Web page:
The Russian government on Thursday announced a year-long ban on food imports from the EU, US and other countries, in response to sanctions against Moscow over the Ukrainian conflict.
Such an embargo will hit the fragile Italian economy, which has slipped back into recession, and producers across the country.
According to Lorenzo Bazzana, head of economics at farmers’ association Coldiretti, all Italian regions are due to suffer.
“It’s important for all regions,” he told The Local. “The cost is difficult to determine. The total value of Italian food exports to Russia is €700 million a year. If there’s a total block, this is the cost.”
The wine trade will be most severely affected, Bazzana said, although a string of products including pasta will also fall under the ban.
For Coldiretti, the response needs to come from beyond Rome. “This isn’t only a problem for the government; it’s a problem for Europe,” Bazzana said.
“The EU needs to open diplomatic channels with Russia, to have political discourse at the international level.”
Russia spends around €2 billion on importing fruit and vegetables from Europe, making it a “primary destination” for EU traders, according to a 2012 European Commission report.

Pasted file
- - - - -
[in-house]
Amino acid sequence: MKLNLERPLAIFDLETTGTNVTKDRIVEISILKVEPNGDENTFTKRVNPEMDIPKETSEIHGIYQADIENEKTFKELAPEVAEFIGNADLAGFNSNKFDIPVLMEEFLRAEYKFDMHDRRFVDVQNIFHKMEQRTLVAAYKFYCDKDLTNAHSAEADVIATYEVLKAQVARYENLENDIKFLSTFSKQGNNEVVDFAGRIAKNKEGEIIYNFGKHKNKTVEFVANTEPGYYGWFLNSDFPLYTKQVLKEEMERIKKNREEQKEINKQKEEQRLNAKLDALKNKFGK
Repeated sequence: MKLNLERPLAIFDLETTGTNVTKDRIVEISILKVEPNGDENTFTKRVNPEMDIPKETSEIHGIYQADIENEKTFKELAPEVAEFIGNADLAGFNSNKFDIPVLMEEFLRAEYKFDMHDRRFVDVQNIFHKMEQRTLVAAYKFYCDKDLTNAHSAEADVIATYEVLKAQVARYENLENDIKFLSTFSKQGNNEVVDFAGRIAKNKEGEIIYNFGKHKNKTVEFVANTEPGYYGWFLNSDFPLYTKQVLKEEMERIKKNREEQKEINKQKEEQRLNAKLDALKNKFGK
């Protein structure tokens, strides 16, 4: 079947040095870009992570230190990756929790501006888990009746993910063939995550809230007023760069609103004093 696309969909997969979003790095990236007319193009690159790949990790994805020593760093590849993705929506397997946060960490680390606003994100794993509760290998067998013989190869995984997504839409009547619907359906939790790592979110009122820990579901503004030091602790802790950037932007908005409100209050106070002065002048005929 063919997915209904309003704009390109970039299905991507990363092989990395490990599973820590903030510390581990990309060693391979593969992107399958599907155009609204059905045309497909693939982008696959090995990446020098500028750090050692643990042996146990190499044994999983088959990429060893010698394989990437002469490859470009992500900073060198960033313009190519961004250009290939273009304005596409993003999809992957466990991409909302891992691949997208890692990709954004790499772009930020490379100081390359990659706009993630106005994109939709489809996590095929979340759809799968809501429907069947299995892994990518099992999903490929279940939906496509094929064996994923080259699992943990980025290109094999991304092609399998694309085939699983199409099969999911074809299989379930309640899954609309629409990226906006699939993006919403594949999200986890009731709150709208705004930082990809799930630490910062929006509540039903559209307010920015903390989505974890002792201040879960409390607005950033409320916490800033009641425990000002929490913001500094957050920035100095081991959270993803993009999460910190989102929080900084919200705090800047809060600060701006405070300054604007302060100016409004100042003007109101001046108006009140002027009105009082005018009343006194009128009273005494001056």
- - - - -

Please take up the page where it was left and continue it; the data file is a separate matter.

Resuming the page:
The country’s annual EU shopping list contains 98 kilotonnes of tomatoes and 535 kilotonnes of apples, the report said.
The collapse in trade represents a sharp turnaround in recent months, since popular protest in Ukraine descended into conflict between the country’s government and pro-Russian separatists.
In November Russian Prime Minister Vladimir Putin was welcomed to Italy by Enrico Letta, then prime minister, where the pair agreed upon a €1 billion joint investment fund.
The deal was hailed as a welcome boost to both economies by the Italian premier, although critics said strengthening ties with Moscow would ultimately have a negative impact.